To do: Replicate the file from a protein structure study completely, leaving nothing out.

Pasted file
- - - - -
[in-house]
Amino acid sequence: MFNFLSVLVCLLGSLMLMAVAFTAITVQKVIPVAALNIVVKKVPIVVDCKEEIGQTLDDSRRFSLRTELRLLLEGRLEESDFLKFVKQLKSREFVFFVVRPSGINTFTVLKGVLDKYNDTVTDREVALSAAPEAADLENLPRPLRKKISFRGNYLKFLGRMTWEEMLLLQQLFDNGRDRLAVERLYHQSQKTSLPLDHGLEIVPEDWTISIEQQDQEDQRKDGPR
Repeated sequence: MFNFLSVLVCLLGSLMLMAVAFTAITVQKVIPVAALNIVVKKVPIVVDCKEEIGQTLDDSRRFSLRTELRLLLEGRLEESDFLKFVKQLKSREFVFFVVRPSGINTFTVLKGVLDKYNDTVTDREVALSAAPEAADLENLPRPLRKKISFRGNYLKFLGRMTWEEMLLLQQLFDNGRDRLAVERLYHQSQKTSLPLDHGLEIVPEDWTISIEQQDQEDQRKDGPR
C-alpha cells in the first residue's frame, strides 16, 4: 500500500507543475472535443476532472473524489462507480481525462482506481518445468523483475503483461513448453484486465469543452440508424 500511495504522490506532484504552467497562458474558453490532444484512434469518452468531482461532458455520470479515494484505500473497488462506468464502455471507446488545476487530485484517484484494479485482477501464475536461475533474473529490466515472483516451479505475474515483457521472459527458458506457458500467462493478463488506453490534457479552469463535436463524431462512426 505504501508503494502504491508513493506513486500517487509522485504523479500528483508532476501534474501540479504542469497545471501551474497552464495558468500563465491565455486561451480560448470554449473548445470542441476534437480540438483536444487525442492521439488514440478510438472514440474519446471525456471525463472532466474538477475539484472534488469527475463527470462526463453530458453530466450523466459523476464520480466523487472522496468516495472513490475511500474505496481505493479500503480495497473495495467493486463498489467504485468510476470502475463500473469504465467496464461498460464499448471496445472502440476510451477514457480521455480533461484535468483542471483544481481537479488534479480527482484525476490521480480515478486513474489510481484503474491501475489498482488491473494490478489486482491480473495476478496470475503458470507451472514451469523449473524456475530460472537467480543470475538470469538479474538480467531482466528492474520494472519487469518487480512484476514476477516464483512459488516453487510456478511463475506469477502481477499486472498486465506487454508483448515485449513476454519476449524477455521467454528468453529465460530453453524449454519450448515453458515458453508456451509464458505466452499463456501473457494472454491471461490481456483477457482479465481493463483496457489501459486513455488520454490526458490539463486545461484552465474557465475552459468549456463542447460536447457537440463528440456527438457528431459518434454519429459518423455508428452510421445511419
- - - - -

[in-house]
Amino acid sequence: MFNFLSVLVCLLGSLMLMAVAFTAITVQKVIPVAALNIVVKKVPIVVDCKEEIGQTLDDSRRFSLRTELRLLLEGRLEESDFLKFVKQLKSREFVFFVVRPSGINTFTVLKGVLDKYNDTVTDREVALSAAPEAADLENLPRPLRKKISFRGNYLKFLGRMTWEEMLLLQQLFDNGRDRLAVERLYHQSQKTSLPLDHGLEIVPEDWTISIEQQDQEDQRKDGPR
Repeated sequence: MFNFLSVLVCLLGSLMLMAVAFTAITVQKVIPVAALNIVVKKVPIVVDCKEEIGQTLDDSRRFSLRTELRLLLEGRLEESDFLKFVKQLKSREFVFFVVRPSGINTFTVLKGVLDKYNDTVTDREVALSAAPEAADLENLPRPLRKKISFRGNYLKFLGRMTWEEMLLLQQLFDNGRDRLAVERLYHQSQKTSLPLDHGLEIVPEDWTISIEQQDQEDQRKDGPR
C-alpha cells in the first residue's frame, strides 16, 4: 500500500507543475472535443476532472473524489462507480481525462482506481518445468523483475503483461513448453484486465469543452440508424 500511495504522490506532484504552467497562458474558453490532444484512434469518452468531482461532458455520470479515494484505500473497488462506468464502455471507446488545476487530485484517484484494479485482477501464475536461475533474473529490466515472483516451479505475474515483457521472459527458458506457458500467462493478463488506453490534457479552469463535436463524431462512426 505504501508503494502504491508513493506513486500517487509522485504523479500528483508532476501534474501540479504542469497545471501551474497552464495558468500563465491565455486561451480560448470554449473548445470542441476534437480540438483536444487525442492521439488514440478510438472514440474519446471525456471525463472532466474538477475539484472534488469527475463527470462526463453530458453530466450523466459523476464520480466523487472522496468516495472513490475511500474505496481505493479500503480495497473495495467493486463498489467504485468510476470502475463500473469504465467496464461498460464499448471496445472502440476510451477514457480521455480533461484535468483542471483544481481537479488534479480527482484525476490521480480515478486513474489510481484503474491501475489498482488491473494490478489486482491480473495476478496470475503458470507451472514451469523449473524456475530460472537467480543470475538470469538479474538480467531482466528492474520494472519487469518487480512484476514476477516464483512459488516453487510456478511463475506469477502481477499486472498486465506487454508483448515485449513476454519476449524477455521467454528468453529465460530453453524449454519450448515453458515458453508456451509464458505466452499463456501473457494472454491471461490481456483477457482479465481493463483496457489501459486513455488520454490526458490539463486545461484552465474557465475552459468549456463542447460536447457537440463528440456527438457528431459518434454519429459518423455508428452510421445511419